Pakistan's batting problems lie with their openers, who have failed to give a talented batting line-up the protection it needs, and England will be looking to attack here. Salman Butt and Yasir Hameed are capable players, but in the last eight Test matches Pakistan have used seven different opening combinations.

Despite England's Ashes success two players are in need of a good tour. Ian Bell posted a half-century in each innings at Old Trafford but he scored only six runs in the final two Test matches of the summer. Bell remains a class act, and England's selectors now have the confidence to back their judgement and give players a decent run before dropping them, but it will not be long before the ability of Paul Collingwood, Robert Key, Owais Shah or Ed Joyce begins to be mentioned.

Geraint Jones had a mixed summer. His contribution of 85 in a 177-run partnership with Flintoff at Trent Bridge helped England win a Test match, but he did miss too many catching chances in the series. Jones is exactly the sort of cricketer this England side wants but he needs to average more than he currently does - 29.74 - if his sloppy glovework is to be overlooked.

The flat, batting-friendly nature of the pitches in Pakistan mean that wicket-taking opportunities do not come around as often as in England, and every edge or stumping chance has to be taken. England start as favourites but they will need to be at their best if they are to put Australia's No 1 spot under further pressure.

Three to watch from Pakistan...

INZAMAM-UL-HAQ

Inzamam's attitude towards training and fitness are somewhat different to those of his opposite number, Michael Vaughan.

He does not lead by example until he has a bat in his hand. But what a player he is. Inzamam may look uninterested and unathletic in the field but there are few better sights in the game than him in full flow. Unlike Vaughan, Inzamam's batting has not been adversely affected by the responsibility of captaincy. He averages 58 since taking charge, against 50 overall.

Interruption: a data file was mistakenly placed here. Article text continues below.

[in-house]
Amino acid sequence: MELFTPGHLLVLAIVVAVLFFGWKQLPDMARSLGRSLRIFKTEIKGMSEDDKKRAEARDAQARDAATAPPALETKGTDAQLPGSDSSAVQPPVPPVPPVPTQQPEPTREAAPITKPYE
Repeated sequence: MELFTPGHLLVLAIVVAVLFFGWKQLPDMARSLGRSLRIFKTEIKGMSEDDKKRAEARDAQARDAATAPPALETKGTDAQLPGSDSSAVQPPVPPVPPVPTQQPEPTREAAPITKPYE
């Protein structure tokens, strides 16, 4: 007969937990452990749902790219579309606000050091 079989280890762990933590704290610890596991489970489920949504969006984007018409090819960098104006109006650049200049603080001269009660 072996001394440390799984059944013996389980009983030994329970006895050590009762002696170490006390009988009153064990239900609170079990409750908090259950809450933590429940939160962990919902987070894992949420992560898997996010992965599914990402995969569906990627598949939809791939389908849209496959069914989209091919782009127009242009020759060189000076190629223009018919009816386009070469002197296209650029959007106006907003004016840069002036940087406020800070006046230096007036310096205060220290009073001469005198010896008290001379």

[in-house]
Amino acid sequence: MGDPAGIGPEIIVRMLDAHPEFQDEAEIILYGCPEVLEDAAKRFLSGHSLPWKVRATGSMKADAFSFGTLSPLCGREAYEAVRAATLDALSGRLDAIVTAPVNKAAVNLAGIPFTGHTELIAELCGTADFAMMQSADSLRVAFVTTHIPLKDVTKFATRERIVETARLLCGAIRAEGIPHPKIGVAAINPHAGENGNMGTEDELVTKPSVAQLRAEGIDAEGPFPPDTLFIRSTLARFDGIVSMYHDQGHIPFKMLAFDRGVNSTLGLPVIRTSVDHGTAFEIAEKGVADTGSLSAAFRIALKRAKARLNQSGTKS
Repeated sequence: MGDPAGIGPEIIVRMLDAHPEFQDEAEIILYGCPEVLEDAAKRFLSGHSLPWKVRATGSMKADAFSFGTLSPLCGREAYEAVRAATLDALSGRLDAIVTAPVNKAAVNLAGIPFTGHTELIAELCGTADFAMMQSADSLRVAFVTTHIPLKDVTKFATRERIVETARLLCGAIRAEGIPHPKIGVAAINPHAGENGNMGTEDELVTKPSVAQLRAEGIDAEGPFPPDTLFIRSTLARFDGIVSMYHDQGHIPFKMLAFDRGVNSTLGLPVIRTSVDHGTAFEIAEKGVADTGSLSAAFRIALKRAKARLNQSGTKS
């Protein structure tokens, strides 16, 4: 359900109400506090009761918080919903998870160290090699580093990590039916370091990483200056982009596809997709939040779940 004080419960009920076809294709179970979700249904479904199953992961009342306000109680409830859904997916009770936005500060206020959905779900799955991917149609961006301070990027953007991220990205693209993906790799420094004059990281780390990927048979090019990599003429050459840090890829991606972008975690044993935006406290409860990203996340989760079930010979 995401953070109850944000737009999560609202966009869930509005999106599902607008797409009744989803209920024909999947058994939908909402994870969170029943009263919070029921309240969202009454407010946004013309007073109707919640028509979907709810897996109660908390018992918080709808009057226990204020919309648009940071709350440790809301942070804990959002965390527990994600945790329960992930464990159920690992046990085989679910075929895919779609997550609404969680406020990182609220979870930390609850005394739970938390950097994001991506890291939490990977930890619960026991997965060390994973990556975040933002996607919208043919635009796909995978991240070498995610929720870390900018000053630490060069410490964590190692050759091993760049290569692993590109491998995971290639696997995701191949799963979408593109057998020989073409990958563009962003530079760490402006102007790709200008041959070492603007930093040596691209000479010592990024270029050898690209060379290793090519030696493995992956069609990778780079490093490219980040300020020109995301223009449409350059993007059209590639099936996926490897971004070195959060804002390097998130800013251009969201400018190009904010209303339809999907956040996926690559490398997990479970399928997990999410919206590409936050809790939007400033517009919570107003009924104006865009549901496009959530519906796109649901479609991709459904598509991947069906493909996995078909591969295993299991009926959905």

DANISH KANERIA

Sami's pace and aggression made an immediate impression during Pakistan's one-day tour of England in 2003. In the third NatWest Challenge match Shoaib Akhtar and Sami provided Lord's with some of the fastest bowling the ground had ever seen. Sami is an archetypal Pakistan fast bowler, in that he attacks and bowls two lengths - very full or short. When he gets his reverse-swinging yorkers on target he is capable of devastation. When he does not he can go around the park.

DANISH KANERIA

Whether he is playing for Pakistan or Essex Kaneria is the bowler who bowls the most overs. Yet he appears to be thriving on the responsibility. In Pakistan's last eight Tests he has averaged 55 overs per game but he has also taken 45 wickets. His leg-spin is the biggest threat to England's success and after watching Michael Vaughan's side struggle against Shane Warne he is bound to be busy before Christmas.

...and two with a point to prove for England

JAMES ANDERSON

Simon Jones' injury has given Anderson an unexpected opportunity to push for a Test place. Anderson may not play even if he bowls well but he needs to impress or else the likes of Liam Plunkett, Chris Tremlett and Sajid Mahmood will leave him behind. A pretty good season for Lancashire suggests that he is moving in the right direction but Vaughan and Fletcher will be watching closely.

SHAUN UDAL

It is 10 years since Udal last toured with England, and he is unlucky not to have featured since. Yet to make his Test debut, he knows this winter will be his last chance. He will fight for the final spot in the side with Anderson and the warm-up matches before the first Test are crucial for both. Udal has been picked for his experience, and in the belief that he will not buckle if Pakistan's batsmen look to get after him.